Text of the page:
Date Available


Year of Publication


Degree Name

Doctor of Philosophy (PhD)

Document Type





Animal Science

First Advisor

Keith K. Schillo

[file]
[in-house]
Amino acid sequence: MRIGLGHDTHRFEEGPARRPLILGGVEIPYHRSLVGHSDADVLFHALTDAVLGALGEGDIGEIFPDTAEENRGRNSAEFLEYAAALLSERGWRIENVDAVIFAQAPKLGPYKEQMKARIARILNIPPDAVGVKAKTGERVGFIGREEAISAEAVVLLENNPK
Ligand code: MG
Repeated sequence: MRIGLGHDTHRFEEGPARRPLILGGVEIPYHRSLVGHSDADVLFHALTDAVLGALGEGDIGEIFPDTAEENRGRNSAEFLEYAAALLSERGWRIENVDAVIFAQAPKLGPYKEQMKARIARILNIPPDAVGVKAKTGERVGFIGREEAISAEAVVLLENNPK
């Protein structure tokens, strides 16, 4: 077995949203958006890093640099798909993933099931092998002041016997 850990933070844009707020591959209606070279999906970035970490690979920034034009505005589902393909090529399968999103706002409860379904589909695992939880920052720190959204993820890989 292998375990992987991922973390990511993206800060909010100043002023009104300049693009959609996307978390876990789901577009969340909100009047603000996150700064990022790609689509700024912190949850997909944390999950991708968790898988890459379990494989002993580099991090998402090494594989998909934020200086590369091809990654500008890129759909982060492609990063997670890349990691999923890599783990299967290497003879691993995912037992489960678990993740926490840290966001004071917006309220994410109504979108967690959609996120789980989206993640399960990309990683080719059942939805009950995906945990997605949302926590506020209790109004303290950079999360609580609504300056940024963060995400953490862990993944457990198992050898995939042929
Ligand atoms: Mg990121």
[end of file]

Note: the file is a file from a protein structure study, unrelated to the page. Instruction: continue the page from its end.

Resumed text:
Most researchers studying sexual behavior of the bull have adopted the practice of severely restraining and sedating female stimuli, utilizing so-called "service stanchions" and quantifying behavioral events expressed by each bull. Based on these observations, bulls are classified as having high, medium, or low libido and ranked according to their ability to "service" the inanimate stimuli. It has been assumed that these methods represent appropriate measurements of reproductive behavior that will be expressed in a natural mating scenario and that bull sexual behavior can be studied in a manner that is independent of the context of the female. Hence, conventional methods fail to consider the appropriate contexts under which cattle interact sexually. Based on these issues, I investigated the role of unrestrained female stimuli in modulating the expression of male sexual behavior in domesticated bovine. Experiments were conducted to develop a paradigm for studying sexual behavior in bulls within a social setting that permits extensive interactions between males and females. The first experiment tested the hypothesis that female novelty and receptivity interact to govern the expression of mounting behavior in the bull. In this experiment, bulls that were exposed sequentially to 4, novel, estrual females expressed more mounts with intromission than when exposed alternately to two, estrual females or to the same estrual female over a four-hour period. Bulls exposed to a non-estrual female were not allowed to mount and intromit although they readily attempted to mount. A second experiment tested the hypothesis that mounting behavior of bulls exposed sequentially to 4, estrual females in 2 hours would be the same as that in bulls exposed to a group of 4, estrual females for 2 hours. Results suggested that in group mating situations there are differences in how males distribute copulations when presented with unrestrained stimulus females sequentially. Repeatability of sexual behavior was calculated by repeatedly testing bulls paired with either single or multiple unrestrained, estrual females on 8 different occasions and calculating the intraclass correlations. Overall, repeatability was low and indicated a large environmental component. This electronic dissertation contains multimedia video files which allow the reader to visualize representative examples of sexual behavior in Bos taurus.

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